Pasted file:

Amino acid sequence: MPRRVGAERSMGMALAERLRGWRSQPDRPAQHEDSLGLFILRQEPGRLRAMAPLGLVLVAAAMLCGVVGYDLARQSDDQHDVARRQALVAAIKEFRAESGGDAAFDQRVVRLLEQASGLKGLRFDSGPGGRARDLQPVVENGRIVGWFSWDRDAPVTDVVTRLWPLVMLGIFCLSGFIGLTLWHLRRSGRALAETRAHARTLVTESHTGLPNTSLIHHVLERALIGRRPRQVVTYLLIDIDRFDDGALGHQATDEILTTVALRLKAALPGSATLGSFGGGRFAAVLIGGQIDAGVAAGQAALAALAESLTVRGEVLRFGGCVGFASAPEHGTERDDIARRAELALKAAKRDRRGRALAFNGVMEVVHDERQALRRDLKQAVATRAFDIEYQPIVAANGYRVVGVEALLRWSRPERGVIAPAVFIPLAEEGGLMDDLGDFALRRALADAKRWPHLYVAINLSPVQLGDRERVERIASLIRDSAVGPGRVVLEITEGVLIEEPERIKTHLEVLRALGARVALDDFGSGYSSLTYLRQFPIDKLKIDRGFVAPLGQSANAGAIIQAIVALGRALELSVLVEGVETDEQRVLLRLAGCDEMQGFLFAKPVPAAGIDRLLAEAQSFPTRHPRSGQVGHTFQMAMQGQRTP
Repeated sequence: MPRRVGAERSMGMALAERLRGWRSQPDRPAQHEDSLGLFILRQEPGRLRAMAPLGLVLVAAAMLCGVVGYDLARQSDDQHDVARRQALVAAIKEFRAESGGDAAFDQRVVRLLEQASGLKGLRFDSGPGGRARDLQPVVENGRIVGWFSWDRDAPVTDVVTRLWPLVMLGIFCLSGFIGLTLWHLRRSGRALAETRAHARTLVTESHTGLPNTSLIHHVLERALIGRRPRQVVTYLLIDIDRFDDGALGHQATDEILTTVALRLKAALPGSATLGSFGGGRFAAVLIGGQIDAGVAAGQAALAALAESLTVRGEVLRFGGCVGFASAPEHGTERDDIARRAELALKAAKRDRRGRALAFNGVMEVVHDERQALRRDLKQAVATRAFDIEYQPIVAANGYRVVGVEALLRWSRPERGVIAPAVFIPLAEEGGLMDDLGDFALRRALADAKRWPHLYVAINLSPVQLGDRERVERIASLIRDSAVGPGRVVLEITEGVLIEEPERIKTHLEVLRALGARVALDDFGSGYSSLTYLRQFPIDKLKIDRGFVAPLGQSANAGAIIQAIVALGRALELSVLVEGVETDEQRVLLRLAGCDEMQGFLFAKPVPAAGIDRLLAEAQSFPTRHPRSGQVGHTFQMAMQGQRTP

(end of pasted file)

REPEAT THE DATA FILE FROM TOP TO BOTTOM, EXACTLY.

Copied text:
Amino acid sequence: MPRRVGAERSMGMALAERLRGWRSQPDRPAQHEDSLGLFILRQEPGRLRAMAPLGLVLVAAAMLCGVVGYDLARQSDDQHDVARRQALVAAIKEFRAESGGDAAFDQRVVRLLEQASGLKGLRFDSGPGGRARDLQPVVENGRIVGWFSWDRDAPVTDVVTRLWPLVMLGIFCLSGFIGLTLWHLRRSGRALAETRAHARTLVTESHTGLPNTSLIHHVLERALIGRRPRQVVTYLLIDIDRFDDGALGHQATDEILTTVALRLKAALPGSATLGSFGGGRFAAVLIGGQIDAGVAAGQAALAALAESLTVRGEVLRFGGCVGFASAPEHGTERDDIARRAELALKAAKRDRRGRALAFNGVMEVVHDERQALRRDLKQAVATRAFDIEYQPIVAANGYRVVGVEALLRWSRPERGVIAPAVFIPLAEEGGLMDDLGDFALRRALADAKRWPHLYVAINLSPVQLGDRERVERIASLIRDSAVGPGRVVLEITEGVLIEEPERIKTHLEVLRALGARVALDDFGSGYSSLTYLRQFPIDKLKIDRGFVAPLGQSANAGAIIQAIVALGRALELSVLVEGVETDEQRVLLRLAGCDEMQGFLFAKPVPAAGIDRLLAEAQSFPTRHPRSGQVGHTFQMAMQGQRTP
Repeated sequence: MPRRVGAERSMGMALAERLRGWRSQPDRPAQHEDSLGLFILRQEPGRLRAMAPLGLVLVAAAMLCGVVGYDLARQSDDQHDVARRQALVAAIKEFRAESGGDAAFDQRVVRLLEQASGLKGLRFDSGPGGRARDLQPVVENGRIVGWFSWDRDAPVTDVVTRLWPLVMLGIFCLSGFIGLTLWHLRRSGRALAETRAHARTLVTESHTGLPNTSLIHHVLERALIGRRPRQVVTYLLIDIDRFDDGALGHQATDEILTTVALRLKAALPGSATLGSFGGGRFAAVLIGGQIDAGVAAGQAALAALAESLTVRGEVLRFGGCVGFASAPEHGTERDDIARRAELALKAAKRDRRGRALAFNGVMEVVHDERQALRRDLKQAVATRAFDIEYQPIVAANGYRVVGVEALLRWSRPERGVIAPAVFIPLAEEGGLMDDLGDFALRRALADAKRWPHLYVAINLSPVQLGDRERVERIASLIRDSAVGPGRVVLEITEGVLIEEPERIKTHLEVLRALGARVALDDFGSGYSSLTYLRQFPIDKLKIDRGFVAPLGQSANAGAIIQAIVALGRALELSVLVEGVETDEQRVLLRLAGCDEMQGFLFAKPVPAAGIDRLLAEAQSFPTRHPRSGQVGHTFQMAMQGQRTP